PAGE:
The next step to mass adoption…
Skype has announced that they have inked a deal with Packard Bell to place a Skype button on the keyboards of Packard Bell PC’s. This is a fairly big step in the evolution of VoIP as it now becomes a piece of your hardware instead of just a software add on. Not that skype needs help in attaining customers, but this kind of shows the non-early adopters that VoIP is for real. I don’t know that Skype is the best choice for IP communications, but it is definitely the biggest single player in the consumer use VoIP world. Seeing that Packard Bell manufactures low end hardware for mass markets, the tie in is natural.
The end result of this for the industry is, of course, nothing but good. Whether you’re a fan of skype or not, whether you’re a user or a competitor, even a telco, this becomes a big thing for IP communications. For the most part as of today VoIP is mainly used by early adopters, although alot of companies are trying to change that. Cable co’s in particular are pushing the “Home Phone through your cable line” idea and being fairly successful with it. The cable co’s, however, sell on a “don’t use your pc, use your phone” method. This agreement will make using the computer a bit more natural.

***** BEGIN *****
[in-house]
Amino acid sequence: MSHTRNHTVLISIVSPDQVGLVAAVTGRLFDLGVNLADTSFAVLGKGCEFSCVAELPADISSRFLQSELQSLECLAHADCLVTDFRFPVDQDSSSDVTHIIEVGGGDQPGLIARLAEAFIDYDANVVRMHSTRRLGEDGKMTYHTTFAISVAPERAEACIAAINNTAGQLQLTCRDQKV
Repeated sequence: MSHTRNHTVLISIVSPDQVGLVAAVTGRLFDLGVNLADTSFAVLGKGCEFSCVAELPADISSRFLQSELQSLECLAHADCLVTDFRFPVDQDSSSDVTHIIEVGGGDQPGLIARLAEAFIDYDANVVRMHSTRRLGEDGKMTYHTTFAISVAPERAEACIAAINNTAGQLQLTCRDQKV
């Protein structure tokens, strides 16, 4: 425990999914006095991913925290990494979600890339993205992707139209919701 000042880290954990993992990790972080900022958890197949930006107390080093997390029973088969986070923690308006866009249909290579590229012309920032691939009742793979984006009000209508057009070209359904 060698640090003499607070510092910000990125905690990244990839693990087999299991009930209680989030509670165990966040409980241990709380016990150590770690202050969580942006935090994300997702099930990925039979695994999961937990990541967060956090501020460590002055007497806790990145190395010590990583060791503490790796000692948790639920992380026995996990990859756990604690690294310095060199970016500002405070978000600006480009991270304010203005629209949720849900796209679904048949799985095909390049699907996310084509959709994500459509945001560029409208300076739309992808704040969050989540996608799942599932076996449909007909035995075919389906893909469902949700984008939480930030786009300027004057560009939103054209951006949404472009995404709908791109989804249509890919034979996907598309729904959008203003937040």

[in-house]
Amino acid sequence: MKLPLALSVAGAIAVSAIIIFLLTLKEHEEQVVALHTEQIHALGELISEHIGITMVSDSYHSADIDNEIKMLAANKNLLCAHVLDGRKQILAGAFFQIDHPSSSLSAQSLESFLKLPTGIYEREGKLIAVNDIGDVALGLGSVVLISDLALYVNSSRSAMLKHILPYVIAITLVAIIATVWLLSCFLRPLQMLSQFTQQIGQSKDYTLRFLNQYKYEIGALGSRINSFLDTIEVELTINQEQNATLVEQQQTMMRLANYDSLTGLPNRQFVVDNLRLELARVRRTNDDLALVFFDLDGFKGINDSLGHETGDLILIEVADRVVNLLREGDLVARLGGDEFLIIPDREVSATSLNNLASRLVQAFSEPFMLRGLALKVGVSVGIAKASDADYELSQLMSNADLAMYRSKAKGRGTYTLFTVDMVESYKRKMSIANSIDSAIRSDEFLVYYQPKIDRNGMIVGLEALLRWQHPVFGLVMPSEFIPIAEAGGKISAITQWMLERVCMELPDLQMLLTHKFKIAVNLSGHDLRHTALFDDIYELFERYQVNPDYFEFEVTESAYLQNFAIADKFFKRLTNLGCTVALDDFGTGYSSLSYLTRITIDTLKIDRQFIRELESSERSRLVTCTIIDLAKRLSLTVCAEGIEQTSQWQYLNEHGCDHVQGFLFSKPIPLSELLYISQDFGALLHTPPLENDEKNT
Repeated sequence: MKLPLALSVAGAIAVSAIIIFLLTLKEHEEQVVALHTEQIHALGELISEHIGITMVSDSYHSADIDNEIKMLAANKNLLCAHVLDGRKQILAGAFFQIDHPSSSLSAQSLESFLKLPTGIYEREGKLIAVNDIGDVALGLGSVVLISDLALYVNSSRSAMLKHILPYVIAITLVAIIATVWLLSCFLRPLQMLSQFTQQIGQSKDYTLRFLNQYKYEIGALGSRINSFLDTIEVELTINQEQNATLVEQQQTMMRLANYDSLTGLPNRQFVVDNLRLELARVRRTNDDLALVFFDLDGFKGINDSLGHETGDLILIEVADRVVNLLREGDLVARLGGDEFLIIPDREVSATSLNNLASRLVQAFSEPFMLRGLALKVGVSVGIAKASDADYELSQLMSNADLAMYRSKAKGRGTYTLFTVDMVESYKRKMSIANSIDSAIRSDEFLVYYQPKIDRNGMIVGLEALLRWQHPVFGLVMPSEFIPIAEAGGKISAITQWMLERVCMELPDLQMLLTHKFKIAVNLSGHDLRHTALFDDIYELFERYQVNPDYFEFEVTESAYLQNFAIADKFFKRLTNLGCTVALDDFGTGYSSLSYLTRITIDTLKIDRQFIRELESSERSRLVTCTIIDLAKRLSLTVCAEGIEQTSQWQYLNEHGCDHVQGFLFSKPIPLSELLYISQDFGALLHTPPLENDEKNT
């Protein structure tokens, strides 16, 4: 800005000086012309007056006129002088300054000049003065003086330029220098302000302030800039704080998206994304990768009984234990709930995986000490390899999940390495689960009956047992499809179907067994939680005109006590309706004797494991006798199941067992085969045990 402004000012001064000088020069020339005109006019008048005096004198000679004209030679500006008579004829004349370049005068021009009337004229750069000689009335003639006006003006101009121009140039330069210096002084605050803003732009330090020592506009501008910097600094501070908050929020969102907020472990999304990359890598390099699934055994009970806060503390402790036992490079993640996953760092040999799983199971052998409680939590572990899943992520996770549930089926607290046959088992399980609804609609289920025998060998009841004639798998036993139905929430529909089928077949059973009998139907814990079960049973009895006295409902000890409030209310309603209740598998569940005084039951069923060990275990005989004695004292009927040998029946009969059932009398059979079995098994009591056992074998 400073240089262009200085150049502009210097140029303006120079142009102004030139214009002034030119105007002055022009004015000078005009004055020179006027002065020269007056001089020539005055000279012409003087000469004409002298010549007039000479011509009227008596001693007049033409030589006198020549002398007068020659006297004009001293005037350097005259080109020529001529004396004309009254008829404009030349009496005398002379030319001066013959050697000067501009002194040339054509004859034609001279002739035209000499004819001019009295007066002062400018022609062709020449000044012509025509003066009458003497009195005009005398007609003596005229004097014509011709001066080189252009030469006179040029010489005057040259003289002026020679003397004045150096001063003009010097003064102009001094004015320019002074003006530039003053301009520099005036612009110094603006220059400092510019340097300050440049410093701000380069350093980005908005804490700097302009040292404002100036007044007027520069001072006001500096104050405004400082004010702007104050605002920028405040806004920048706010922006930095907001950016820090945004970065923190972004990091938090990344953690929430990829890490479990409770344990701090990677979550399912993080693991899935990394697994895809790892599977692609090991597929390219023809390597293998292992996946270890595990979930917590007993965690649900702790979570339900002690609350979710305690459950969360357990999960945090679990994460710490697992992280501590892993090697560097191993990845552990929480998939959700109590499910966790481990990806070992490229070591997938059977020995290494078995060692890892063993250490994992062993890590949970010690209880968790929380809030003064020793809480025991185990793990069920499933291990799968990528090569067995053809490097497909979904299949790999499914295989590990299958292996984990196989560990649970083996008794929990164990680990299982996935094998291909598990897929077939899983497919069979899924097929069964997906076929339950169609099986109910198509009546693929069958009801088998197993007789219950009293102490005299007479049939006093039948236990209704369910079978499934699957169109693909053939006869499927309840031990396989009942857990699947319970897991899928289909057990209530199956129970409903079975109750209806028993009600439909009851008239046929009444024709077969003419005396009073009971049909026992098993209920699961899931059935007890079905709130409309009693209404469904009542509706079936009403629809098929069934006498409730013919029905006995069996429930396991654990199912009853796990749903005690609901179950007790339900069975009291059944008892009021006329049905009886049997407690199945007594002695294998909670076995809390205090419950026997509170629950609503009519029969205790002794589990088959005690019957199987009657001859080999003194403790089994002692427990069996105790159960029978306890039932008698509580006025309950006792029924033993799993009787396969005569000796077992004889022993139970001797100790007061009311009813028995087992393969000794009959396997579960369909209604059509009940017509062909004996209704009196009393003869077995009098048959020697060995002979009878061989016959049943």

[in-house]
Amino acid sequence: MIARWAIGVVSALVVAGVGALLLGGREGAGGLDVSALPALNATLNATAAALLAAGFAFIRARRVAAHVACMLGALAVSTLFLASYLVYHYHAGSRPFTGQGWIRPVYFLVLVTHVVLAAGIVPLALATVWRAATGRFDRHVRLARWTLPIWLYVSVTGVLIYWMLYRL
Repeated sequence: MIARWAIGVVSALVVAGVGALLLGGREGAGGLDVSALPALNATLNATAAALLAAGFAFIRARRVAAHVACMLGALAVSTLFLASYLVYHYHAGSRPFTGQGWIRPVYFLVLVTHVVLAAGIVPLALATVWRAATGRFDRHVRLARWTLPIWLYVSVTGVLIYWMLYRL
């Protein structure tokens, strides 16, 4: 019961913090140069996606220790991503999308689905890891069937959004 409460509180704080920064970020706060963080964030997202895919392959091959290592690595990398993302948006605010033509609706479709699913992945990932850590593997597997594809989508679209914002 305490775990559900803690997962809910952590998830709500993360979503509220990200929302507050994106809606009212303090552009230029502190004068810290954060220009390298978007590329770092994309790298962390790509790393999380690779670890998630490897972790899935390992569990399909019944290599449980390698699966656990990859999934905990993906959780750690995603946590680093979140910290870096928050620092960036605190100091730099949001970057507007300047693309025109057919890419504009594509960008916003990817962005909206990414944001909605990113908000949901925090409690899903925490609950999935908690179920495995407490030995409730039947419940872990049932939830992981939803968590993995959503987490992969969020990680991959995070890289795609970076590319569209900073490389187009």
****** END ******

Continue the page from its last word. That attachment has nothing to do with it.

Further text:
But there is still alot of distrust of telephony through the computer in the consumer market. Many people fear outages, fear security, are uneducated as to the process and features, and have been beat up too many times by phone companies of various ilks. Some of these concerns are valid; for example a recent article in PC Magazine pointed to Skype as one of the 15 biggest malware targets if left unpatched (as an aside, iTunes and Firefox are on there too…yikes). For most techie type early adopter users, this is not an issue as we tend to keep things updated. But in gramma land that is a little harder to control. As a new generation of adults who have lived their whole lives on a PC grows up this will change, but that will take a few years. So the issue is real.
What I’d like to see is the large iLec’s and MSO’s take a similar initiative; why not have a button on your new Compaq or Dell PC that brings up a softphone with an attached account for a phone co or cable co? This serves two purposes…it drastically lowers the cost of acquisition and retention for the telco as well as creating a silent salesperson to sign them up. Most of the large telcos or MSO’s have the footprint to do this, even worldwide if they decided. Or why not manufacture different PC’s with different buttons for regional markets? If I go to BestBuy in Vancouver, maybe all the Compaq’s in the store have a Telus or Shaw button….go to best buy in NYC and it’s got Verizon or CableVision or AT&T. Or maybe a choice. Extra revenue streams for the telco’s; lower calling costs, a trusted secure network and bigger feature sets for the consumers; and an extra marketing path for the PC manufacturer. Everybody wins. Except maybe skype. 😉
Just my $0.02. I should point out that Andy Abramson pointed me to both articles in his blog…must give proper credit.